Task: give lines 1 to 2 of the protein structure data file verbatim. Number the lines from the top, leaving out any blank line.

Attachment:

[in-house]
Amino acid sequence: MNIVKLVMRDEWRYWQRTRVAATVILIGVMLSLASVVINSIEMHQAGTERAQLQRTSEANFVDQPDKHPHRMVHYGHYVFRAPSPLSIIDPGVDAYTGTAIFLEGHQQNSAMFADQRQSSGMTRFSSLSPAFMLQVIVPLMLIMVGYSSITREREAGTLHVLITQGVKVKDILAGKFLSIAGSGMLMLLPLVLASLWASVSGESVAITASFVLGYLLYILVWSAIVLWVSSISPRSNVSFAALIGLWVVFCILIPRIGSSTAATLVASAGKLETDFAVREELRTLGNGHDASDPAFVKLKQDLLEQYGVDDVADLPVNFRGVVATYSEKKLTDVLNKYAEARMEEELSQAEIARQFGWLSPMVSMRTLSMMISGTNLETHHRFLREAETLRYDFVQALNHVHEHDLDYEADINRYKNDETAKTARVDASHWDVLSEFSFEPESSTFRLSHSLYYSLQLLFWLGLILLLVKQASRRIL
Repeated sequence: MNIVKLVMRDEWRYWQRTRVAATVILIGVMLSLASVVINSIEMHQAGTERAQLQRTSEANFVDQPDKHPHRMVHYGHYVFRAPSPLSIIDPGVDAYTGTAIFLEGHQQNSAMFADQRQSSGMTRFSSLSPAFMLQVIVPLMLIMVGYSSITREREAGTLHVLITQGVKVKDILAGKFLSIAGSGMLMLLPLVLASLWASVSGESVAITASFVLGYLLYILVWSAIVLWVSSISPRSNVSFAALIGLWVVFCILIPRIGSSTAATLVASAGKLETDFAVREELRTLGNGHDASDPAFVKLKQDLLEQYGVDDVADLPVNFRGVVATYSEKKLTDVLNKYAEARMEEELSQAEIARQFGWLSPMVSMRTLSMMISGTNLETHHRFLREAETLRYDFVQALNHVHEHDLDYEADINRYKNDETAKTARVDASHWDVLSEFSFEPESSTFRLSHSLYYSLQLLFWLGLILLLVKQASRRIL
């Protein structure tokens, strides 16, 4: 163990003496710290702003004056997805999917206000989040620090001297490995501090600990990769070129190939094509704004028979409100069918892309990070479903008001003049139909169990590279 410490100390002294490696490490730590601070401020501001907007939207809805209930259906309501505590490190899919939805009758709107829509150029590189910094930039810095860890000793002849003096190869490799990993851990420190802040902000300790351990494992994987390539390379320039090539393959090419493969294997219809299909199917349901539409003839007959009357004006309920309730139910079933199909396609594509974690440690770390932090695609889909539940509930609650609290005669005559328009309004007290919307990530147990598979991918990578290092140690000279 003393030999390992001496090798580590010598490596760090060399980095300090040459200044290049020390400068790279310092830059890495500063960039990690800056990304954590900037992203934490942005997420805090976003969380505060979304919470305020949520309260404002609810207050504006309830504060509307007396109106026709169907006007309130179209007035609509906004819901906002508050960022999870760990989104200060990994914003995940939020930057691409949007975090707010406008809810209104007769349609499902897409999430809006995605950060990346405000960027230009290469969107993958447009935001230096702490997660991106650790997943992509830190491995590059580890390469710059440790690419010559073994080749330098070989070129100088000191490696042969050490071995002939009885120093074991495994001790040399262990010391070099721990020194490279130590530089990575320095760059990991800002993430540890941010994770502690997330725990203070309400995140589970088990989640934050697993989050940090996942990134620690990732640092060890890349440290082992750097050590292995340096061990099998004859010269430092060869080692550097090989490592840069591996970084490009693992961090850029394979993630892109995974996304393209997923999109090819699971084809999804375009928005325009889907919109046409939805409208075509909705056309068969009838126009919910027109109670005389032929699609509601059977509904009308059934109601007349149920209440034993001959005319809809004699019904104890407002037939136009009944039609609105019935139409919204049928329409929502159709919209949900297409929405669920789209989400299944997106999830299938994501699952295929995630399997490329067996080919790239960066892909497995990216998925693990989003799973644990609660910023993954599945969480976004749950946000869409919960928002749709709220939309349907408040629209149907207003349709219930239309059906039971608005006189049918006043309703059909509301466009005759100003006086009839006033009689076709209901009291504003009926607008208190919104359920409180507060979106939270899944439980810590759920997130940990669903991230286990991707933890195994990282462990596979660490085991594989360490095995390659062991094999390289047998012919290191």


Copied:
[in-house]
Amino acid sequence: MNIVKLVMRDEWRYWQRTRVAATVILIGVMLSLASVVINSIEMHQAGTERAQLQRTSEANFVDQPDKHPHRMVHYGHYVFRAPSPLSIIDPGVDAYTGTAIFLEGHQQNSAMFADQRQSSGMTRFSSLSPAFMLQVIVPLMLIMVGYSSITREREAGTLHVLITQGVKVKDILAGKFLSIAGSGMLMLLPLVLASLWASVSGESVAITASFVLGYLLYILVWSAIVLWVSSISPRSNVSFAALIGLWVVFCILIPRIGSSTAATLVASAGKLETDFAVREELRTLGNGHDASDPAFVKLKQDLLEQYGVDDVADLPVNFRGVVATYSEKKLTDVLNKYAEARMEEELSQAEIARQFGWLSPMVSMRTLSMMISGTNLETHHRFLREAETLRYDFVQALNHVHEHDLDYEADINRYKNDETAKTARVDASHWDVLSEFSFEPESSTFRLSHSLYYSLQLLFWLGLILLLVKQASRRIL